Eley Coat of Arms
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Which coat of arms or "family crest" is mine?
Choose the design you like best, just your ancestors did when they painted these symbols on the shields they carried into battle and displayed in their homes. These coats of arms are real, historical works of art/culture dating back as far as 1100AD. Most of these designs were compiled and documented by genealogists and heraldists in large books published in the nineteenth century. These arms were owned by individuals who bore your surname, and were passed down through the generations from father to son, earning the monicker "family crest".
Origin, Meaning and Family History of the Eley Name
This interesting surname, with the variant spellings Eeley, Eely, Heley and Ely, can be either a patronymic or of locational origin. As a patronymic name, it acquires from the old given name “Elis” or the vernacular form of “Elijah”. This name was borne by a biblical prophet and was a popular name among Christians in the Middle Ages, being the name of a 7th Century bishop of Syracuse. The surname from this source first noted as William Heli in Documents relating to the Danelaw for Nottinghamshire in 1154 A.D. More common variations are: Ealey, Elley, Eyley, Eeley, Eleya, Eiley, Eleye, Yeley, Ehley, Euley.
The surname Eley first found in Cambridgeshire Where they held a family seat from very early times and given lands by Duke William of Normandy, their true Lord, for their special assistance at the Battle of Hastings in 1066 AD. The very first recording spelling of the family was shown to be that of Huna de Ely, dated 1086, in the “ Ancient Charters of Cambridgeshire”. It was during the reign of King William 1st, who was known as “The Conquerer” dated 1066-1087. Surname all over the country became a necessity with the introduction of personal taxation. It came to be known as Poll Tax in England. Surnames all over the country began to develop with unique and shocking spelling varieties of the original one.
Some of the people with the name Eleywho arrived in the United States in the 17th century included Robert Eley, who arrived in Virginia in 1639. John Eley, who landed in Virginia in 1649. Christopher Eley, who arrived in Virginia in 1651. William Eley, who came to Maryland in 1668. Some of the people with the name Eley who arrived in the United States in the 18th century included Ulderick Eley, who landed in Pennsylvania in 1729. Abraham Eley, who landed in Pennsylvania in 1765. Some of the individuals with the surname Eley who landed in Australia in the 19th century included Abraham Eley, English convict from Nottingham, who moved aboard the “Adamant” in March 1821, settling in New South Wales, Australia. John Eley, who arrived in South Australia in 1849 aboard the ship “Indian”. John Eley, who arrived in Adelaide, Australia aboard the ship “Indian” in 1849.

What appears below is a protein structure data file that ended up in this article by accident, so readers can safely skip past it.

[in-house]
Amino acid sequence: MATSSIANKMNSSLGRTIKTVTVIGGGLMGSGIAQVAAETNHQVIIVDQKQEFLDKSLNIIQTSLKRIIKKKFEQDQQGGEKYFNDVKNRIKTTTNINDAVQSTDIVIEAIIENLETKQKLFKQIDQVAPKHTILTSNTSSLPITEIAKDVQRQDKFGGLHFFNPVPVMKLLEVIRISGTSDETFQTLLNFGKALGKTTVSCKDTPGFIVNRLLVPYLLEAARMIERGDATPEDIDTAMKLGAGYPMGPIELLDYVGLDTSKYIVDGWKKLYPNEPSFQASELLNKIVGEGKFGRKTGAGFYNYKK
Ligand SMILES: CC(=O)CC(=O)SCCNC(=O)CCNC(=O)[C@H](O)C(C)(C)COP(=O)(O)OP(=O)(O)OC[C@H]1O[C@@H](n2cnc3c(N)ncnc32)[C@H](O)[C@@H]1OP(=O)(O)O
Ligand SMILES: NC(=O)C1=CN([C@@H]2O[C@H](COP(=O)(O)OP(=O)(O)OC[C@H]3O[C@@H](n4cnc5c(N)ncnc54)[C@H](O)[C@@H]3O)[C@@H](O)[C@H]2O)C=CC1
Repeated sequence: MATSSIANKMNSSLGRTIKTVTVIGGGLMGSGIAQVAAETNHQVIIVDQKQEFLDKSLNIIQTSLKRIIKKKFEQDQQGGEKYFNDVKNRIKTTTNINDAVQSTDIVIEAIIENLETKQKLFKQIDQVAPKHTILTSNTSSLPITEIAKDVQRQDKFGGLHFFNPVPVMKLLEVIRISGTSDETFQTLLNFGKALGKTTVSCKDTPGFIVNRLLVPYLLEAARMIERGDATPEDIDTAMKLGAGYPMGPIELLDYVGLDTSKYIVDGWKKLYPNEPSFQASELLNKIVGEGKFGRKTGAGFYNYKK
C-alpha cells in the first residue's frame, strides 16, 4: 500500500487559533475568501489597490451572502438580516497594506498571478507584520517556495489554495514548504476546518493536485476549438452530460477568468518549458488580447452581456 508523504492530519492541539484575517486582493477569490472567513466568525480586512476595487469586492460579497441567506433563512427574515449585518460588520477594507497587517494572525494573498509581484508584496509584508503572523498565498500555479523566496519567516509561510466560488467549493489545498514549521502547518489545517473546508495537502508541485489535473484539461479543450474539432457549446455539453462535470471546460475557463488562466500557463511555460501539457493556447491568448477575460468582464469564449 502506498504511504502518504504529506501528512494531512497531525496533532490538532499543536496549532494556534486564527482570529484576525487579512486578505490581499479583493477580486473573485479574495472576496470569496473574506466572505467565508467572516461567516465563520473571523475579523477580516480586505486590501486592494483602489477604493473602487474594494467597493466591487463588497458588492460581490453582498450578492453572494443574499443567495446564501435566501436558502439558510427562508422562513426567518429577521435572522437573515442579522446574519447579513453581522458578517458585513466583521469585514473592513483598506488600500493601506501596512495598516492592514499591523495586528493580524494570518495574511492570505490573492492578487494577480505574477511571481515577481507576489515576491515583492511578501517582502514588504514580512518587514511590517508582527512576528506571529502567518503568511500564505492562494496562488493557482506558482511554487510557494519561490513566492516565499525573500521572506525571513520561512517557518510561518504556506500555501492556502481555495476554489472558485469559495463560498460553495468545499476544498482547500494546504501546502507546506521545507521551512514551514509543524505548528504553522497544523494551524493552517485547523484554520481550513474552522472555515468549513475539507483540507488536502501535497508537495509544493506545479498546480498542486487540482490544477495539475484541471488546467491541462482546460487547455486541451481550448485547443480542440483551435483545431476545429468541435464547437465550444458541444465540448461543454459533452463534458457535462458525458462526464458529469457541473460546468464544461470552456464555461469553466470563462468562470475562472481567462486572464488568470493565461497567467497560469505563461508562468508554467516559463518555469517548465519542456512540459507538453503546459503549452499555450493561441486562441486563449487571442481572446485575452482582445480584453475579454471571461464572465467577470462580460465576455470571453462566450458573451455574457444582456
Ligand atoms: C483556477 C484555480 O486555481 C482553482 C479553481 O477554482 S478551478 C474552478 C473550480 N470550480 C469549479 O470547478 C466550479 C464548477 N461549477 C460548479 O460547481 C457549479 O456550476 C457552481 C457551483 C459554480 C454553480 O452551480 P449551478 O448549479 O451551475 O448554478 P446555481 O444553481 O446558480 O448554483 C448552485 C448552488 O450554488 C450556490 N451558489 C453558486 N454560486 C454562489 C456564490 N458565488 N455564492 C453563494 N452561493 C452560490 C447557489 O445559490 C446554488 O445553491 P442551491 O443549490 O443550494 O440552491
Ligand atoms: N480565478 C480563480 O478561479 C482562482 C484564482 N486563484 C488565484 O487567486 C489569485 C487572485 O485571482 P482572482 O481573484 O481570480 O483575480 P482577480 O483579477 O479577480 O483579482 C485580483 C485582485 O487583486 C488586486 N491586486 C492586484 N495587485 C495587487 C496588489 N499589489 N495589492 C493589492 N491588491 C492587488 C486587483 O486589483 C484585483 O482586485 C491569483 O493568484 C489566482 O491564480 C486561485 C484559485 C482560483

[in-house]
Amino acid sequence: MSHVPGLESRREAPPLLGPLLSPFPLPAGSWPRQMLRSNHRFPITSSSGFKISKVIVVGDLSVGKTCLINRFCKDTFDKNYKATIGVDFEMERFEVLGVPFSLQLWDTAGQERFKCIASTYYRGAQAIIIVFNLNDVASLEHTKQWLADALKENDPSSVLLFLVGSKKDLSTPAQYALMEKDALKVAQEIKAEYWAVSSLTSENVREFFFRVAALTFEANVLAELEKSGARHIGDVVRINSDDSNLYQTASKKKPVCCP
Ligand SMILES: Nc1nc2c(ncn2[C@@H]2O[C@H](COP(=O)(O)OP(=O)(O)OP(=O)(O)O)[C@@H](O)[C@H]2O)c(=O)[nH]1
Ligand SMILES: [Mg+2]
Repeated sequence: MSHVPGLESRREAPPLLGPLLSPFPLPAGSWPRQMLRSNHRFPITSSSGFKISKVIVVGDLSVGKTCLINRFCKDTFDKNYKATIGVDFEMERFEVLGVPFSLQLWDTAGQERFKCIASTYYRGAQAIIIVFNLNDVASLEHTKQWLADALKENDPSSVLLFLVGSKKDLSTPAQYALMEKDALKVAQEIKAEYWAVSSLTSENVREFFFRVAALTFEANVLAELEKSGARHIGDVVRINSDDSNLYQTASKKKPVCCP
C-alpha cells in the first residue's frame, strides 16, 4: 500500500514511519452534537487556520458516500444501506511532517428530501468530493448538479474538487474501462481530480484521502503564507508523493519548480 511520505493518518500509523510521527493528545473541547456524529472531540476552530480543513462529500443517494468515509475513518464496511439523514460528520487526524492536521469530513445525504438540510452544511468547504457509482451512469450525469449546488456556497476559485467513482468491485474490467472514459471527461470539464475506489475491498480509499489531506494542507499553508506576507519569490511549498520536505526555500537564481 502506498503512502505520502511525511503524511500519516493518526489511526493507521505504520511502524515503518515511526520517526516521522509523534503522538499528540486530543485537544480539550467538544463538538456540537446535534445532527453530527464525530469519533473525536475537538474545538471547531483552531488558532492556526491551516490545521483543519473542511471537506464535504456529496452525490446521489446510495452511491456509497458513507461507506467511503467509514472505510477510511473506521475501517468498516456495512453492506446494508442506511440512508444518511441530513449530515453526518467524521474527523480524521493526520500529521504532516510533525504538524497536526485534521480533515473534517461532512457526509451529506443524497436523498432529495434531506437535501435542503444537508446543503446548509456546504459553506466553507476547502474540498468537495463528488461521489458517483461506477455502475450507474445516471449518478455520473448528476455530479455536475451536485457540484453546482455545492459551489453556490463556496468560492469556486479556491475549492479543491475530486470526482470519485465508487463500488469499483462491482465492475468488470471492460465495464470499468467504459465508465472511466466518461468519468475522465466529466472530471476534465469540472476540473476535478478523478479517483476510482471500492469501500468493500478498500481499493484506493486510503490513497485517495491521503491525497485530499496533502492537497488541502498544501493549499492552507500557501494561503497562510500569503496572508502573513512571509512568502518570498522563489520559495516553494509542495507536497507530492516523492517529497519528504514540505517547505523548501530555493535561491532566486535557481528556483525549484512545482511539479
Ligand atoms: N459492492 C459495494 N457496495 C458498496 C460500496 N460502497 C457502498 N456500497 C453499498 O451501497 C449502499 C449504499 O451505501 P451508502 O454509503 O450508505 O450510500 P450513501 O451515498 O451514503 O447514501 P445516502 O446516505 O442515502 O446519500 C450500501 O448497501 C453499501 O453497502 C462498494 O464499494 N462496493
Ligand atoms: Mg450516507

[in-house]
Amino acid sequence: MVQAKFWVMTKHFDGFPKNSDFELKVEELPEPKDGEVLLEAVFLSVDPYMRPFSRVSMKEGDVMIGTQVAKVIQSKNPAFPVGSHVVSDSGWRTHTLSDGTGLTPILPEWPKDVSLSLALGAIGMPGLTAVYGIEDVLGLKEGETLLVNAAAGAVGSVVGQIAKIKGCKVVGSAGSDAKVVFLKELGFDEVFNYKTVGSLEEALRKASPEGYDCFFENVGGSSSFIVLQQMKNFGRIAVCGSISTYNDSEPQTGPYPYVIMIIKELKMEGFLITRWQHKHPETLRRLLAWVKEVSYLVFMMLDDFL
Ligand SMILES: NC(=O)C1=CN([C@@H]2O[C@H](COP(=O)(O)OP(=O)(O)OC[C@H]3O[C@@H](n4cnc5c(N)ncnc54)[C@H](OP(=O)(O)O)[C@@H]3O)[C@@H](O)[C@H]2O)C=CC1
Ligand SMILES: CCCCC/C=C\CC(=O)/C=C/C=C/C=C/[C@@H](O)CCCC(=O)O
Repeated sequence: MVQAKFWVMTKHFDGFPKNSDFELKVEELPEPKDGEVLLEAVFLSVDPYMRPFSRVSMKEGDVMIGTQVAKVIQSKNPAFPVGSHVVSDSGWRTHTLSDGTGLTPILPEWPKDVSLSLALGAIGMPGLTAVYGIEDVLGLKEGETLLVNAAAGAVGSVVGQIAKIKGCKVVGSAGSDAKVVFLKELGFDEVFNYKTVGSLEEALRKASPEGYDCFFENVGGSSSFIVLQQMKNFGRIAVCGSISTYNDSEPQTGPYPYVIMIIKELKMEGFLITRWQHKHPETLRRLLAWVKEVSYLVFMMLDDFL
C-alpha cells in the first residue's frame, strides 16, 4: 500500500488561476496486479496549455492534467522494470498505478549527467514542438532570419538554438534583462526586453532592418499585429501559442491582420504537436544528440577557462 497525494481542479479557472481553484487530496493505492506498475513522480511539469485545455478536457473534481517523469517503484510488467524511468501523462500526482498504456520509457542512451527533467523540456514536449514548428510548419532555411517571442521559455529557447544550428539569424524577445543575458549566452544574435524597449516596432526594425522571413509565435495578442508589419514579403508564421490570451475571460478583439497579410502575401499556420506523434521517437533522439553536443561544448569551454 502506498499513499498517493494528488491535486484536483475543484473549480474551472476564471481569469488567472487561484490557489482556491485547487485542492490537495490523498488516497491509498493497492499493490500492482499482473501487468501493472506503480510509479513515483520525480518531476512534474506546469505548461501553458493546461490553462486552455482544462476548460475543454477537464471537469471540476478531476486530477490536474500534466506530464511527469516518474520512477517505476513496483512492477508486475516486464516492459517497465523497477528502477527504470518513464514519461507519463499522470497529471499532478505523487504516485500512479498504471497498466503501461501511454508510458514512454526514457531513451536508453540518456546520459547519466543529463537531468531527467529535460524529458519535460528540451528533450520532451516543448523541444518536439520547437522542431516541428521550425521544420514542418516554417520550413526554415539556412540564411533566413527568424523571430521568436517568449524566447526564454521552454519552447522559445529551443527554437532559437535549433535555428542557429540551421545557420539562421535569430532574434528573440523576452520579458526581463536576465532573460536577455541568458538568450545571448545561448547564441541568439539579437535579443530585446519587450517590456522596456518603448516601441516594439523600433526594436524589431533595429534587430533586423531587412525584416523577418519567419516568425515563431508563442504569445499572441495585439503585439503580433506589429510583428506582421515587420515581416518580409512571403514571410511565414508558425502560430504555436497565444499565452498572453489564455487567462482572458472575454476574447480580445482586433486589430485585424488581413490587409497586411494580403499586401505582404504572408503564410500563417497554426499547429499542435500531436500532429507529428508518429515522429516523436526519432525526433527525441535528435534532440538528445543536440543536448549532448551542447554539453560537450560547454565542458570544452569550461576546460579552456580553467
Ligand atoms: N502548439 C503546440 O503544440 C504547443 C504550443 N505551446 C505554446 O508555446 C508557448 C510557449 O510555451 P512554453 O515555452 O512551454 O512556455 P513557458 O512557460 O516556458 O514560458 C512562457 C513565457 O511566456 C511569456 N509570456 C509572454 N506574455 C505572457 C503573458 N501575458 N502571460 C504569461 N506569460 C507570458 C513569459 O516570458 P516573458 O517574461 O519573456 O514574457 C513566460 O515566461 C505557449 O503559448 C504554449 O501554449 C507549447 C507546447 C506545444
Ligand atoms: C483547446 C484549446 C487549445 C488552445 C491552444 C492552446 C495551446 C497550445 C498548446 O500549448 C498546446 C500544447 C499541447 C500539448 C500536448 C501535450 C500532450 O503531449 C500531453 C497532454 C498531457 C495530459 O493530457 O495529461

Eley Coat of Arms Meaning
The two main devices (symbols) in the Eley blazon are the fesse and fleur-de-lis. The two main tinctures (colors) are sable and argent.
Sable, the deep black so often found in Heraldry is believed to named from an animal of the marten family know in the middle ages as a Sabellinœ and noted for its very black fur 1A Glossary of Terms used in British Heraldry, J.H. Parker, Oxford, 1894, Entry:Sable. In engravings, when colors cannot be shown it is represented as closely spaced horizontal and vertical lines, and appropriately is thus the darkest form of hatching, as this method is known 2Boutell’s Heraldry, J.P. Brooke-Little, Warne, (revised Edition) London 1970, P 26. Although it may seem a sombre tone, and does indeed sometimes denote grief, it is more commonly said to represent Constancy 3The Symbolisms of Heraldry, W. Cecil Wade, George Redway, London, 1898 P35.
Argent is the heraldic metal Silver and is usually shown as very pure white. It is also known more poetically as pearl, moon (or luna) 4Understanding Signs & Symbols – Heraldry, S. Oliver & G. Croton, Quantum, London, 2013, P53. In a sketch or drawing it is represented by plain, unmarked paper 5A Glossary of Terms used in British Heraldry, J.H. Parker, Oxford, 1847, P11.
The fesse (also found as fess) is one of the major ordinaries to found in heraldry, being a bold, broad, horizontal band across the centre of the shield. It may originally have arisen from the planks of which a wooden shield can be constructed, the centremost plank being painted a different colour 6A Glossary of Terms used in British Heraldry, J.H. Parker, Oxford, 1894, Entry:Fesse. It is instantly recognisable as a symbol, for example the arms of COLEVILLE granted during the reign of Hery III are simply or, a fesse gules. With this clear association with the construction of the shield itself, Wade believes that the fesse can be taken to be associated with the military, as a “girdle of honour”.
The fleur-de-lys (“flower of the lily”) has a long and noble history and was a symbol associated with the royalty of France even before heraldry became widespread. 7Boutell’s Heraldry, J.P. Brooke-Little, Warne, (revised Edition) London 1970, P 3. The Lily flower is said to represent “Purity, or whiteness of soul”8The Symbolisms of Heraldry, W. Cecil Wade, George Redway, London, 1898 P134 and sometimes associated with the Virgin Mary. The fleur-de-lys is also used as a small “badge”, known as a mark of cadency to show that the holder is the sixth son of the present holder of the arms 9A Complete Guide to Heraldry, A.C. Fox-Davies, Bonanza (re-print of 1909 Edition), New York, 1978, P489